With these moves, in fact, more multinational corporations are choosing to anchor their regional and global supply chain operations here, he pointed out.
Another important strategy is to deepen Singapore's capabilities for innovation, especially in areas of competitive strengths. This is why the Government is continuing to invest heavily in R&D and innovation, and is doing this with leading global companies.
Another example he cited is Procter & Gamble, which has deepened its presence here by growing its innovation centre to be one of Singapore’s largest corporate research facilities.
Refreshing the compact with workers
On this, DPM Wong highlighted the following:
- To ensure all Singaporeans continue to progress as the economy grows, the Government is undertaking the Forward Singapore exercise. A key aim of this exercise is to refresh and strengthen the compact with workers. This will include studying how the Government can invest more in every worker – to help them take ownership of their own careers, continuously reskill and upskill, and take up better jobs and opportunities throughout their working lives.
- Efforts under the SkillsFuture will be shifted to higher gear, to make skills training and lifelong learning a key pillar of a refreshed compact with every worker.
- The Government will pay special attention to those in vocational and technical roles, and especially ITE and polytechnic graduates, implementing further avenues to deepen their skills through different pathways, so they can secure better salaries and career paths in the professions they have trained for and have the aptitude for.
Additionally, DPM Wong called on professionals, managers, and executives (PMEs) to also reskill and upskill themselves, even more so to keep up with rapid technological advancements.
"Integrating new technologies like AI into our work will bring sweeping changes, including for highly-trained workers," he explained.
"We must expect more human tasks to be taken over by machines. Some existing skills will no longer be so useful, but new skills will be needed. And that’s why we must continually reskill and upskill."
DPM Wong also recognised the difficulty sme workers might face in juggling work and family responsibilities, while studying at the same time. As such, the Government will reduce the costs, and lower the barriers to training: "We will work closely with NTUC, and all of you, as our key partners in this endeavour, and support every worker in your journey of lifelong learning."
He also acknowledged some feedback received from the NTUC’s “Every Worker Matters” Conversations, which NTUC Secretary-General Ng Chee Meng had covered in his own speech. For example, issues such as:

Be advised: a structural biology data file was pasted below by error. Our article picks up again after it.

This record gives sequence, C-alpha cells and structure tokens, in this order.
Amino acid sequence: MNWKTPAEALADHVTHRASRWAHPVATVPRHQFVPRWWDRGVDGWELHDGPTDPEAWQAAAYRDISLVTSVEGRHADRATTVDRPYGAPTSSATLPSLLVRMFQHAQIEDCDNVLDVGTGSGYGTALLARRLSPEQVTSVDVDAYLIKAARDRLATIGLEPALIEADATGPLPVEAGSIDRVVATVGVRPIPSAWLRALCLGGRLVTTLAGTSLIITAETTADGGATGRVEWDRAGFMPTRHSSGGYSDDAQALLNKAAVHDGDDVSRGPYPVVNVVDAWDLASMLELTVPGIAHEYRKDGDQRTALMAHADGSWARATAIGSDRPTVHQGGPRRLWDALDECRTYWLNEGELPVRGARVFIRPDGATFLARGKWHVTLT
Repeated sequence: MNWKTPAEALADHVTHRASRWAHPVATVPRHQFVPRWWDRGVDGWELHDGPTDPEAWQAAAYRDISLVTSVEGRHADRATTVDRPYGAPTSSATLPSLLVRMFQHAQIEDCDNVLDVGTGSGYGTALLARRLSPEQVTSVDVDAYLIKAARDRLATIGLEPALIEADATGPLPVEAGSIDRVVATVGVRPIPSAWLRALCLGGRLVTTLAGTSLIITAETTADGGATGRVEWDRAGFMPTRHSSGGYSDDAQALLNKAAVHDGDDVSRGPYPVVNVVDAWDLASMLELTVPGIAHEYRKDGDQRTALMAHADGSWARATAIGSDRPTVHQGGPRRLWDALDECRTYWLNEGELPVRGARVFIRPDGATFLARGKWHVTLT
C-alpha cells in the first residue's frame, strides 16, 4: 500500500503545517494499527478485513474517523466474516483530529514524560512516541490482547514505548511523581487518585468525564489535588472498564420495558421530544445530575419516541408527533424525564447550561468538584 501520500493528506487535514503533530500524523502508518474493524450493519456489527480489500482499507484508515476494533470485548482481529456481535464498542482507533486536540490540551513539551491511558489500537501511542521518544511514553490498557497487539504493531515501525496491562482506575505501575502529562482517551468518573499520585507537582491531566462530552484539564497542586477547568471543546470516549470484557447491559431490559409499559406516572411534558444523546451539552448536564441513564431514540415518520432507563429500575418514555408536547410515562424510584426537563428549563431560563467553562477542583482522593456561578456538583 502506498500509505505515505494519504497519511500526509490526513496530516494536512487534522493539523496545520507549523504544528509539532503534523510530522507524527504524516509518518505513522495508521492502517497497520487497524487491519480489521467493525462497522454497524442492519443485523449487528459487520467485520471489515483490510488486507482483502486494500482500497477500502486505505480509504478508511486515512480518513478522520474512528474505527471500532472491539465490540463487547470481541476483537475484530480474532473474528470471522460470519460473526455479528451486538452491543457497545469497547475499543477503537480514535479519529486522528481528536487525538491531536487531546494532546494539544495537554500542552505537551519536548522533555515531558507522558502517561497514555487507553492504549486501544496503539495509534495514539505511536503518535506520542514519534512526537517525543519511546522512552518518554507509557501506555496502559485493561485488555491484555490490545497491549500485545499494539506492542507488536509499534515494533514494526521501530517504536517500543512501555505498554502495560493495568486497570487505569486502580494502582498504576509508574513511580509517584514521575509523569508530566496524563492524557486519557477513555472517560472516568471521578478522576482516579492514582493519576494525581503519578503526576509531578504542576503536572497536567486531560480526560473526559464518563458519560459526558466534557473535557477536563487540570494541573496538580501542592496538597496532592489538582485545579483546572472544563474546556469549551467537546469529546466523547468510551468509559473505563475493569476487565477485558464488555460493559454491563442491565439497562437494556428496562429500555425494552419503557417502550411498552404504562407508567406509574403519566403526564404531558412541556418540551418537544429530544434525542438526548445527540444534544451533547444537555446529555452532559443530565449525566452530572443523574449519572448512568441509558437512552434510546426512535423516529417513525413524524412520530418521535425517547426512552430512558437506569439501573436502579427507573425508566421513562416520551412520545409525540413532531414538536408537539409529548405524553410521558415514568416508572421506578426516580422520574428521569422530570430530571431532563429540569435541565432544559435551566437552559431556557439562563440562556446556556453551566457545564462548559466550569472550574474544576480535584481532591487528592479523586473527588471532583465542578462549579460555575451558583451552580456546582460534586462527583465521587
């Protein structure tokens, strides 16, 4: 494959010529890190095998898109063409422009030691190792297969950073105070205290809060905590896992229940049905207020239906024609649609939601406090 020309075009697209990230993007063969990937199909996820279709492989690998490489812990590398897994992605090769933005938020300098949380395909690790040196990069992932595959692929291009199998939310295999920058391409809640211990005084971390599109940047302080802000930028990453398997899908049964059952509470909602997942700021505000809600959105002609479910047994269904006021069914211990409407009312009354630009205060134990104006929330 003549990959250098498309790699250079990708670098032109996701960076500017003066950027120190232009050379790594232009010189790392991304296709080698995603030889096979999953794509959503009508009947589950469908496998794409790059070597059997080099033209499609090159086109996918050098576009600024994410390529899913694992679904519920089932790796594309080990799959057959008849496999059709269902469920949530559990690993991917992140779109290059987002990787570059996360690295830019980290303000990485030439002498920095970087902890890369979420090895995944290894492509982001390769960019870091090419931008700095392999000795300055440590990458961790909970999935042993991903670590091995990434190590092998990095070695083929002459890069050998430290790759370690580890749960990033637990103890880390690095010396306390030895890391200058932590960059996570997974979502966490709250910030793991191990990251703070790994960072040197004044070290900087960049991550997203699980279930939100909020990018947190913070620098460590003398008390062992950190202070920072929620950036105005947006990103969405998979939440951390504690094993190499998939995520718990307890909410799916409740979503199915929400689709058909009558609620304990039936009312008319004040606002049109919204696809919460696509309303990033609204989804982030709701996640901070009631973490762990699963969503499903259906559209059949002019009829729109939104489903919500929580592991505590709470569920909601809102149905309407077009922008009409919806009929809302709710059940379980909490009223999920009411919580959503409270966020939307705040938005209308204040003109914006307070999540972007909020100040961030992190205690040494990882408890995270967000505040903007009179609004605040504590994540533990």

- what more can be done to uplift lower-wage workers, professionalise skilled trades, and ensure dignity and respect for every job and every worker?
- how can there be more support for those who lose their jobs – to reduce the strain on their finances, and at the same time, help them upskill and get back into work, and bounce back stronger?
- how can all workers be enabled to meet their retirement needs?
He affirmed that the Government is looking into all of these issues to ensure good jobs and opportunities, and better assurance to all workers.
Going further, he recognised that there are concerns about other matters besides careers and jobs — namely the cost of living. In response, measures under Budget 2023 aim to cover the inflation-induced spending, in other words, the increase in spending due to inflation, for lower-and middle-income households.
Support such as the CDC vouchers have since been disbursed, with more efforts on the way: Later this month, there will be top-ups for children; utilities and S&CC rebate every quarter, and, for all adult Singaporeans, cash payouts of up to S$2000.
Lastly, DPM Wong also addressed any housing concerns, especially in regard to insufficient BTO flats.
In terms of affordability, DPM Wong emphasised the importance of looking at how the price relates to income, as well as the proportion of income that’s needed to service the housing loan. "Then, you have a complete picture of affordability," he noted.
Currently, BTO flat prices have, in fact, moved in tandem with incomes. As DPM Wong assured "in a fair comparison, "BTO flats remain affordable."
"The typical household now continues to use less than 25% of their income to service the loan, like in 1980. And the vast majority of our first-time homebuyers today service their housing loans through their CPF contributions, with very little or even no out-of-pocket cash. This is what we are doing today and this is what we will continue to do in the future to ensure affordable public housing."
To end off this point, he reassured that affordable and accessible public housing, just like access to Singapore's quality of education and healthcare, will always be a key part of the social compact in Singapore.
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Lead image / Lee Hsien Loong Facebook